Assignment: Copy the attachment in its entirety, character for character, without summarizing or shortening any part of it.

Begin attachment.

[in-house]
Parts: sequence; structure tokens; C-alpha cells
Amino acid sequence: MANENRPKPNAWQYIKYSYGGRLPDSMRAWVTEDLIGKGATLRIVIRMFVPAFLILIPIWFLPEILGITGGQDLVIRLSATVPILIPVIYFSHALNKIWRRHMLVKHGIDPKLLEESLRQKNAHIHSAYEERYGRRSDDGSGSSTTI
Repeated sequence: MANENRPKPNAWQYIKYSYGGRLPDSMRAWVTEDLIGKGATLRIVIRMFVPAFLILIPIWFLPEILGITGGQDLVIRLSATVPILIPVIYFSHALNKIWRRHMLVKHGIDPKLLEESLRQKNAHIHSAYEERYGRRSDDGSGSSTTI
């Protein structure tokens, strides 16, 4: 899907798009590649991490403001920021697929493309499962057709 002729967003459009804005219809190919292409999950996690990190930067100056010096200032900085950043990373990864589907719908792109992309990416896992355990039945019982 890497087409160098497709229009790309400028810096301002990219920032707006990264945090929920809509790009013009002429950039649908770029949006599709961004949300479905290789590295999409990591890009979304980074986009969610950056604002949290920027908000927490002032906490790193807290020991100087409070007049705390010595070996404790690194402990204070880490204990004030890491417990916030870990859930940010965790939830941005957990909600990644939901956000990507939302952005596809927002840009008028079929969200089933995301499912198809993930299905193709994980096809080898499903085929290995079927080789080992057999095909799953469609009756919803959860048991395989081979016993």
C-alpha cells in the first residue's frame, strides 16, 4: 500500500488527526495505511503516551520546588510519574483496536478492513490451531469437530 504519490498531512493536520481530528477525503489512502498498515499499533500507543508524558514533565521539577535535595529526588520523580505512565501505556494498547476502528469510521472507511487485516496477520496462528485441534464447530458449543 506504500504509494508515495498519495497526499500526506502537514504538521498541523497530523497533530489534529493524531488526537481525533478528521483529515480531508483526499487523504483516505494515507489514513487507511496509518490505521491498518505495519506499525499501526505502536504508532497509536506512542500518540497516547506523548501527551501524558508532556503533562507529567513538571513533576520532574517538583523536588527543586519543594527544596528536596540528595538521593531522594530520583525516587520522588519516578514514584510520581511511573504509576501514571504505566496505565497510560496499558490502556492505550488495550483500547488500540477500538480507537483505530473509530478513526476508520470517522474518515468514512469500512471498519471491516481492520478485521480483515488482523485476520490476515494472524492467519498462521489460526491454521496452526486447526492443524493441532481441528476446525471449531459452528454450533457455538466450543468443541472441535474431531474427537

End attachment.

[in-house]
Parts: sequence; structure tokens; C-alpha cells
Amino acid sequence: MANENRPKPNAWQYIKYSYGGRLPDSMRAWVTEDLIGKGATLRIVIRMFVPAFLILIPIWFLPEILGITGGQDLVIRLSATVPILIPVIYFSHALNKIWRRHMLVKHGIDPKLLEESLRQKNAHIHSAYEERYGRRSDDGSGSSTTI
Repeated sequence: MANENRPKPNAWQYIKYSYGGRLPDSMRAWVTEDLIGKGATLRIVIRMFVPAFLILIPIWFLPEILGITGGQDLVIRLSATVPILIPVIYFSHALNKIWRRHMLVKHGIDPKLLEESLRQKNAHIHSAYEERYGRRSDDGSGSSTTI
């Protein structure tokens, strides 16, 4: 899907798009590649991490403001920021697929493309499962057709 002729967003459009804005219809190919292409999950996690990190930067100056010096200032900085950043990373990864589907719908792109992309990416896992355990039945019982 890497087409160098497709229009790309400028810096301002990219920032707006990264945090929920809509790009013009002429950039649908770029949006599709961004949300479905290789590295999409990591890009979304980074986009969610950056604002949290920027908000927490002032906490790193807290020991100087409070007049705390010595070996404790690194402990204070880490204990004030890491417990916030870990859930940010965790939830941005957990909600990644939901956000990507939302952005596809927002840009008028079929969200089933995301499912198809993930299905193709994980096809080898499903085929290995079927080789080992057999095909799953469609009756919803959860048991395989081979016993």
C-alpha cells in the first residue's frame, strides 16, 4: 500500500488527526495505511503516551520546588510519574483496536478492513490451531469437530 504519490498531512493536520481530528477525503489512502498498515499499533500507543508524558514533565521539577535535595529526588520523580505512565501505556494498547476502528469510521472507511487485516496477520496462528485441534464447530458449543 506504500504509494508515495498519495497526499500526506502537514504538521498541523497530523497533530489534529493524531488526537481525533478528521483529515480531508483526499487523504483516505494515507489514513487507511496509518490505521491498518505495519506499525499501526505502536504508532497509536506512542500518540497516547506523548501527551501524558508532556503533562507529567513538571513533576520532574517538583523536588527543586519543594527544596528536596540528595538521593531522594530520583525516587520522588519516578514514584510520581511511573504509576501514571504505566496505565497510560496499558490502556492505550488495550483500547488500540477500538480507537483505530473509530478513526476508520470517522474518515468514512469500512471498519471491516481492520478485521480483515488482523485476520490476515494472524492467519498462521489460526491454521496452526486447526492443524493441532481441528476446525471449531459452528454450533457455538466450543468443541472441535474431531474427537